Tennis’ national governing body the Lawn Tennis Association (LTA) has reported a 31% mean gender pay gap for fixed hourly pay.
The organisation has reported its gender pay gap data in line with the government’s gender pay gap reporting regulations and ahead of the private sector submission deadline of 4 April 2018.
The gender pay gap reporting regulations require organisations with 250 or more employees to publish the difference between both the mean and median hourly rate of pay for male and female full-time employees; the difference between both the mean bonus pay and median bonus pay for male and female employees; the proportions of male and female employees who were awarded bonus pay; and the proportions of male and female full-time employees in the lower, lower middle, upper middle and upper quartile pay bands.
The LTA’s median gender pay gap for fixed hourly pay is 18%.
Its mean gender pay gap for bonuses is 55%, and the median gender pay gap for bonus pay is 16%. Over this period, 74% of female employees received a bonus payment compared to 87% of male employees.
Around a third (34%) of employees in the highest pay quartile at the LTA are female, compared to 46% in the second quartile, 55% in the third quartile and 61% in the lowest pay quartile. Over the 2017 reporting period, 49% of the organisation’s 293 employees are women, compared to 51% who are men.
The LTA attributes its gender pay gap to a gender imbalance found in the organisation’s senior roles, at the highest salary grades. Furthermore, the majority of the LTA’s lower-paid positions are fulfilled by women, due to these types of jobs being more visible as flexible part-time roles. With flexible working and part-time positions commonplace, this has seen a high level of female candidates taking up roles within the organisation. Currently, 15% of the organisation’s workforce work on a part-time basis, compared to 0% three years ago.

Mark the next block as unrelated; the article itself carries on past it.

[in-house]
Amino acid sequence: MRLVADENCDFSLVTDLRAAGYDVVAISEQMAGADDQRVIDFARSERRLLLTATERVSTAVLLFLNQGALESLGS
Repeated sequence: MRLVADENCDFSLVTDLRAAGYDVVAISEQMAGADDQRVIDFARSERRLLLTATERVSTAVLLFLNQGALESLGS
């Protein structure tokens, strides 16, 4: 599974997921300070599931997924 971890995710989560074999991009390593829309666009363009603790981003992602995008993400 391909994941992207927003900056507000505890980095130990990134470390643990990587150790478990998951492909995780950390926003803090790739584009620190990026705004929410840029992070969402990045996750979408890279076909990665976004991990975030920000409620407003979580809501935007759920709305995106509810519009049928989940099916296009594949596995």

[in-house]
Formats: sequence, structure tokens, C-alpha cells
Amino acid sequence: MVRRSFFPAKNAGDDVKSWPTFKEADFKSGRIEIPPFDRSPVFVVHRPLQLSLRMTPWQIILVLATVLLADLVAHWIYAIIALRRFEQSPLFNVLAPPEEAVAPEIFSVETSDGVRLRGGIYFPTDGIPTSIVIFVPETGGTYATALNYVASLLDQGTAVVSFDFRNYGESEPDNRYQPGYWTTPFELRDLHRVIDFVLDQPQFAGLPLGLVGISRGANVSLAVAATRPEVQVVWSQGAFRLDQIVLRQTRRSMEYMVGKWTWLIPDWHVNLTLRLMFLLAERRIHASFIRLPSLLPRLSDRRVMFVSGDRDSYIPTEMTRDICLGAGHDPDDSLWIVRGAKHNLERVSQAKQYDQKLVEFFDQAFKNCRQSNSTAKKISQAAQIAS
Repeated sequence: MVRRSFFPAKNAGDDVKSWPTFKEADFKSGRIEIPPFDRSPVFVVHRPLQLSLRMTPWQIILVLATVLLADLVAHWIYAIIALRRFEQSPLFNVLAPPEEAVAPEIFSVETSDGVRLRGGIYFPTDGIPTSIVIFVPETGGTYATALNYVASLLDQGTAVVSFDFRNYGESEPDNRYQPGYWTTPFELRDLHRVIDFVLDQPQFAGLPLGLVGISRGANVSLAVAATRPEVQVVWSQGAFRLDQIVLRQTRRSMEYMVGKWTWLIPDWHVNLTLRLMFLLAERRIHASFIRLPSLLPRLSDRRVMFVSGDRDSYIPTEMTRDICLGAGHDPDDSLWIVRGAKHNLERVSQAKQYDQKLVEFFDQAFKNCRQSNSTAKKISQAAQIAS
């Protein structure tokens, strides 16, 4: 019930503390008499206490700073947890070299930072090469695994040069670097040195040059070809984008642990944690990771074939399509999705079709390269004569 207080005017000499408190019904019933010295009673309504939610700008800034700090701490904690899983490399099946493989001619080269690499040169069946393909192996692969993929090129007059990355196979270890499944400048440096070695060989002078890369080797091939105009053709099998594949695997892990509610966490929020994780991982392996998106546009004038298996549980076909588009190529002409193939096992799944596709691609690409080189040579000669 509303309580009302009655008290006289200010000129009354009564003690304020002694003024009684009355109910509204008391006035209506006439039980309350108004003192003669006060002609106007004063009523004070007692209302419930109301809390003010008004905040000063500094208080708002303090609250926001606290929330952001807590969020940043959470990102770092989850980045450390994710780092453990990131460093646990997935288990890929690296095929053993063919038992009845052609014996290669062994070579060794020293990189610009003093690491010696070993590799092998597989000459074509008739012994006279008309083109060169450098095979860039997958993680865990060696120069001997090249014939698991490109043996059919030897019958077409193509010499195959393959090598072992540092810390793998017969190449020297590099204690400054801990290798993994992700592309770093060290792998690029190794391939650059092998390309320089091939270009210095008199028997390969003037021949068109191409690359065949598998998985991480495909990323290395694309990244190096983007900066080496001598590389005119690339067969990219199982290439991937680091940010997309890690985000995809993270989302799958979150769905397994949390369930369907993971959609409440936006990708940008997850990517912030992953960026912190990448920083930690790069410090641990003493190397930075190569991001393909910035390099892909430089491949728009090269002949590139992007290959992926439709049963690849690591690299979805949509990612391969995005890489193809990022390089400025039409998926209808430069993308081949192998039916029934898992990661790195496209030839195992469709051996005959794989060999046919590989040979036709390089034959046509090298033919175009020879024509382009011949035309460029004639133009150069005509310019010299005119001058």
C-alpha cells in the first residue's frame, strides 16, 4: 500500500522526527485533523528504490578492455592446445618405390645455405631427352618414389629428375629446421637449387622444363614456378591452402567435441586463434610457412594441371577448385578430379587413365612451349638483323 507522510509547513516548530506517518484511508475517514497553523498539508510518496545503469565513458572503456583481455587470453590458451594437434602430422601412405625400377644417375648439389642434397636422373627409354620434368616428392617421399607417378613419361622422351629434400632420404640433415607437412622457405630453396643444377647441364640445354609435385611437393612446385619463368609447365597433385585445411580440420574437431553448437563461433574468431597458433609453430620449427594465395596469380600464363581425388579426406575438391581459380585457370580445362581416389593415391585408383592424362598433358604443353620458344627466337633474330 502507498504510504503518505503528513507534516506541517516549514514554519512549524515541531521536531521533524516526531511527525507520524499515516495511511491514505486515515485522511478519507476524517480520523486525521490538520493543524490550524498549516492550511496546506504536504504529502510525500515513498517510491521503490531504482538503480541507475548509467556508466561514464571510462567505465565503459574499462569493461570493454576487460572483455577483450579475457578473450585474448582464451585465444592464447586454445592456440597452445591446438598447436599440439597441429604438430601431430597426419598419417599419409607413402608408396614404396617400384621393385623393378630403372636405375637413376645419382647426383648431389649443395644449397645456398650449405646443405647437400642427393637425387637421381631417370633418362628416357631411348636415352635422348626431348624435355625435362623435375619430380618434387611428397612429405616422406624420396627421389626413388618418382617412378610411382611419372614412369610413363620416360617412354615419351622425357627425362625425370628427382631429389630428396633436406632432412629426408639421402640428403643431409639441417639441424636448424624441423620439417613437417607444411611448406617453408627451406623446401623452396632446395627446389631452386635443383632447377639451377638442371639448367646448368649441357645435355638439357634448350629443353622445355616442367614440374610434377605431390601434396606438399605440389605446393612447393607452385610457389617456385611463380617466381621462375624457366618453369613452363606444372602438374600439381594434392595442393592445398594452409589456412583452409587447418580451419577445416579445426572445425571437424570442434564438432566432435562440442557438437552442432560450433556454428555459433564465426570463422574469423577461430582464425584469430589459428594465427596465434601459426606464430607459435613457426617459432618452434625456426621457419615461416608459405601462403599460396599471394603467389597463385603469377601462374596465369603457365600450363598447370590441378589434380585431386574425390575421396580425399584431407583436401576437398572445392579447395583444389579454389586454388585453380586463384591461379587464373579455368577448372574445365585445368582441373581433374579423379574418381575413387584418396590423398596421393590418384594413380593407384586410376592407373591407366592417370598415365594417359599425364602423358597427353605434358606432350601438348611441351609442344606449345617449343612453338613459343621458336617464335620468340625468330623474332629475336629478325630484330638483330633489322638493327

The organisation also cites the higher number of men working in high performance sports-related roles as another contributing factor to its gender pay gap. Davis Cup-related payments in 2016 further influenced the LTA’s bonus pay gap.
To mitigate its gender pay gap, the LTA will create a new focus on inclusion and diversity, linking this to its existing organisational values, and working with businesses such as Women Ahead, BAME Recruitment and Stonewall to attract a more diverse workforce. The organisation will also seek to create more opportunities for staff by providing independent advice on career progression decisions, support for career returners and increasing the accessibility for female employees to progress in performance and coaching roles.
The LTA will additionally introduce mentoring programmes, which will be targeted at employees in under-represented groups. This will be delivered at key employee milestones, such as career decision making, job transitions or returning from extended leave, and will include the opportunity for reverse mentoring.
LTA further plans to implement unconscious bias training, create more gender balanced shortlists for senior positions, promote flexible working opportunities internally and externally, and encourage appropriate career progression opportunities.
David Gregson, chairman at the LTA, and Vicky Williams (pictured), people director at the LTA, said in the report: “At the Lawn Tennis Association, in order to ensure tennis continues to engage all audiences, we need to attract a diverse range of employees and retain talent. Our lack of diversity and gender imbalance, particularly at senior levels of our organisation, is something we want to address.
“We are committed to using this opportunity to look at how we can most effectively tackle the gap which exists, because we want to give everyone, men, women and those from under-represented groups working here the opportunity to reach their full potential. Doing this will strengthen the LTA’s ability to deliver its goals.”